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Rebel Factions’ Fighting Near Turkish Border Calls on Mediation Efforts | ASHARQ AL-AWSAT English Archive 2005 -2017
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Syrians wait at a checkpoint at the Syrian border crossing of Bab al-Hawa on the Syrian-Turkish border in Idlib province, Jan. 21, 2015. (photo by REUTERS/Abed Kontar)

Beirut- Battles erupted on Friday in northern Syria near the Turkey border crossing, Bab al Hawa.

The rebel stronghold in Idlib has emerged as a fierce battlefield between Hayat Tahrir al-Sham (HTS), an alliance led by al-Qaeda’s former Syria branch, and the more moderate Ahrar al-Sham plus mainstream rebel factions.

For its part Turkey threatened with deploying Free Syrian Army units to settle the infighting.

Later in that evening,  a report was released on an agreement being reached among warring parties. The settlement over the border crossing was provided that an independent civil administration is formed.

Ahrar al-Sham said in an online statement that under the ceasefire, it and other rebel factions would “leave the Bab al-Hawa crossing and turn it over to civilian administration”.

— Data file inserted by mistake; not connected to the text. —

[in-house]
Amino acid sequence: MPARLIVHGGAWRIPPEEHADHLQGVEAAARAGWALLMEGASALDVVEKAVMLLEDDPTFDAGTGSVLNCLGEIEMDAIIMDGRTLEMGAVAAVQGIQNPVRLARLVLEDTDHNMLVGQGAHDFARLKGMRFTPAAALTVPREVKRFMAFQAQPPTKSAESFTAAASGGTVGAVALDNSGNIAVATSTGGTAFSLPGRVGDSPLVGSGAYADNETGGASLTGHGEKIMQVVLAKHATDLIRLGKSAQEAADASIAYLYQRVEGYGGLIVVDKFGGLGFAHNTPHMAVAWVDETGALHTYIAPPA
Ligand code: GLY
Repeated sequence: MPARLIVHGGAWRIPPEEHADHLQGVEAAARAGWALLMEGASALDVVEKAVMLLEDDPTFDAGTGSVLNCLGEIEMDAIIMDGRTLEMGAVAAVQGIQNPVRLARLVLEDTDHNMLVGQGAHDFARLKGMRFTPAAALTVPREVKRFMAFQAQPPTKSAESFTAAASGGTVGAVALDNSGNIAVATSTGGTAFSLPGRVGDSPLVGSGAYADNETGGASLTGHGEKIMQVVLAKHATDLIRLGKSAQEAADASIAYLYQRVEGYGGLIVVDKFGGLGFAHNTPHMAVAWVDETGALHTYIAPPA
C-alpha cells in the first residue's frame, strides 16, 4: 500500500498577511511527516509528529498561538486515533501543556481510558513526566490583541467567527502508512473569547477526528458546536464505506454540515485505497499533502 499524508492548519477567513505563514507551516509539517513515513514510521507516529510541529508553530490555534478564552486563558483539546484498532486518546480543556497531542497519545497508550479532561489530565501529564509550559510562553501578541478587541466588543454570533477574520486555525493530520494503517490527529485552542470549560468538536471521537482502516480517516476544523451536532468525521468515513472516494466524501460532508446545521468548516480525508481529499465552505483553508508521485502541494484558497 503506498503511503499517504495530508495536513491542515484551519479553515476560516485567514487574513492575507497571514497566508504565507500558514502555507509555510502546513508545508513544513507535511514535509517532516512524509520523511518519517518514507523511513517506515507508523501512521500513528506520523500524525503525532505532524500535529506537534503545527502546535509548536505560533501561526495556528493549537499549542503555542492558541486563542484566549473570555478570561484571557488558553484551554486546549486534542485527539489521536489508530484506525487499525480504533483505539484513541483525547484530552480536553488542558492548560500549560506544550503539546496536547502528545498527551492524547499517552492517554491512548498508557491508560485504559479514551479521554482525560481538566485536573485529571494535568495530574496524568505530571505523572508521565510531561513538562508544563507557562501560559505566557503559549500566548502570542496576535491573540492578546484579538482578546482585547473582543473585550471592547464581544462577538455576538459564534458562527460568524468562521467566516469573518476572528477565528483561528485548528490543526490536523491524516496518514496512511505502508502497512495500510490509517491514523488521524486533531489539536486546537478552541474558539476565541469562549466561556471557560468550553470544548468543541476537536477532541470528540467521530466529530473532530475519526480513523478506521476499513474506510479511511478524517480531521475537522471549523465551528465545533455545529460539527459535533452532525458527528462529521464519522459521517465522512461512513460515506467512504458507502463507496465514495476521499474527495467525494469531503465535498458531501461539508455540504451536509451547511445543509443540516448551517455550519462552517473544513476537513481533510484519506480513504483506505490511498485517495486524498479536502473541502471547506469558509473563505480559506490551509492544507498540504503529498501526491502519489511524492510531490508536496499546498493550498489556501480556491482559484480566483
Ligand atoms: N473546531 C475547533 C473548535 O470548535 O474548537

Local sources also pointed out that Ahrar al-Sham intends on dissolving itself. Fighters would then join Tahrir al-Sham.
The clashes have been the heaviest yet between the two sides who have long vied for influence in the only province in Syria that is entirely under rebel control.
Tahrir al-Sham had on Friday advanced in several areas, including towards Bab al-Hawa, an important supply route for Turkish-backed rebels fighting under the FSA banner.
An AFP correspondent in the province also reported heavy clashes on the outskirts of the town of Binnish and attempts by HTS to break into the village of Ram Hamdan.

HTS and Ahrar once formed the backbone of the Army of Conquest that captured most of Idlib province from the regime in 2015.
But tensions between the two factions have been rising for some time and the latest clashes erupted in part over Ahrar’s attempts to fly the flag of the Syrian revolution in the provincial capital Idlib city.
HTS is dominated by the Fateh al-Sham faction, which was previously known as Al-Nusra Front before dropping its official designation as Al-Qaeda’s Syrian affiliate.
The clashes have been accompanied by sporadic demonstrations against HTS in several parts of the province, including in the town of Sarmada where the jihadists on Wednesday and Thursday opened fire on protests against them.

Both sides had set up new checkpoints, and the fighting has turned parts of the province into virtual ghost towns with residents staying at home for fear of being caught in the fighting.